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JESUS


JESUS (Boku wa Iesusama ga Kirai)


 May 8, 2019
Q&A guests: Director Hiroshi Okuyama and actors Chad Mullane and Hinako Saeki
 


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The "Godlike" director (left) with two of his stars. ©FCCJ

Japan comes in for a fair share of head-scratching over its “English” retitling of foreign films (personal favorites: New York Style Happy Therapy for Anger Management; Wild Speed for The Fast and the Furious).

But what happens when a director must decide on the English name of a film that is rather colorfully titled (read: potentially offensive) in Japanese? That was the dilemma facing Hiroshi Okuyama in 2018.

As the young filmmaker explained during the Q&A session following FCCJ's screening of his heralded feature debut, Jesus, “I had originally thought about calling it I Hate Jesus, a direct transliteration of the Japanese. But when it was selected for the San Sebastian International Film Festival, I was asked to reconsider. I got advice from a lot of people, and I realized that it was drastically different from the nuance of the Japanese title [Boku wa Iesusama ga Kirai].

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Chad Mullane, playing the eponymous character, triggers giggles. ©Koichi Mori

“First of all, boku is not the same as I. And Iesusama, or Jesus-sama, is very respectful, which is also not translatable. So the title I Hate Jesus sounded too rock-n-roll, according to some people. Also, I think there’s a different approach to titling films in Japan. With international films, it seems they [often] hone it down to a single word, which leaves the director’s intention up to the audience’s imagination. With Japanese titles, there’s a lot of explaining beforehand. So those differences in approach resulted in the difference between the Japanese and English titles of this film.”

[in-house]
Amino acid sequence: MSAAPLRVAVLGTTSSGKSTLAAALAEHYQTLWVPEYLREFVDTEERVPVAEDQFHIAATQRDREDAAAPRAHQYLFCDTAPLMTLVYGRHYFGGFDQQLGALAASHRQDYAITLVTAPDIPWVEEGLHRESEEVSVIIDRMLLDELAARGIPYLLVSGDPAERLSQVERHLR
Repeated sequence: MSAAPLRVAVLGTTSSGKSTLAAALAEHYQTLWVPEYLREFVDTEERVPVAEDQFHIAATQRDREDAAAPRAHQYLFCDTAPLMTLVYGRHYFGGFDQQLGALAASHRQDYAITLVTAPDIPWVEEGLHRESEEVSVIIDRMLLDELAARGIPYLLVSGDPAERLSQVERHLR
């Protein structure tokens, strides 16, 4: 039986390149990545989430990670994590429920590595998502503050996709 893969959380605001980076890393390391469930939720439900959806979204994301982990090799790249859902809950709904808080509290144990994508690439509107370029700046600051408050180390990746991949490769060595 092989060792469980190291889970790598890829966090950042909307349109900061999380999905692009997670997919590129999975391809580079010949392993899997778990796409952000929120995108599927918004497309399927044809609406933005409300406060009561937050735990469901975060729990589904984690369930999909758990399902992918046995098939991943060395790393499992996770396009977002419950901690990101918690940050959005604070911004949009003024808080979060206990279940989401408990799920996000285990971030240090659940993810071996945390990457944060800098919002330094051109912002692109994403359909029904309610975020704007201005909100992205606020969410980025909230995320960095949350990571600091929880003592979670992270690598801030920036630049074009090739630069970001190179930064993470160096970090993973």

We’ll never know whether his choice had an impact on the film’s fate, but Jesus propelled Okuyama to the New Directors Award at San Sebastian, making him the youngest recipient of the prize and making the film an instant Must Watch. It went on to garner further awards and acclaim at other international festivals, assuring that the emerging writer-director-cinematographer-editor will be on every programmers’ radar with his follow-up effort.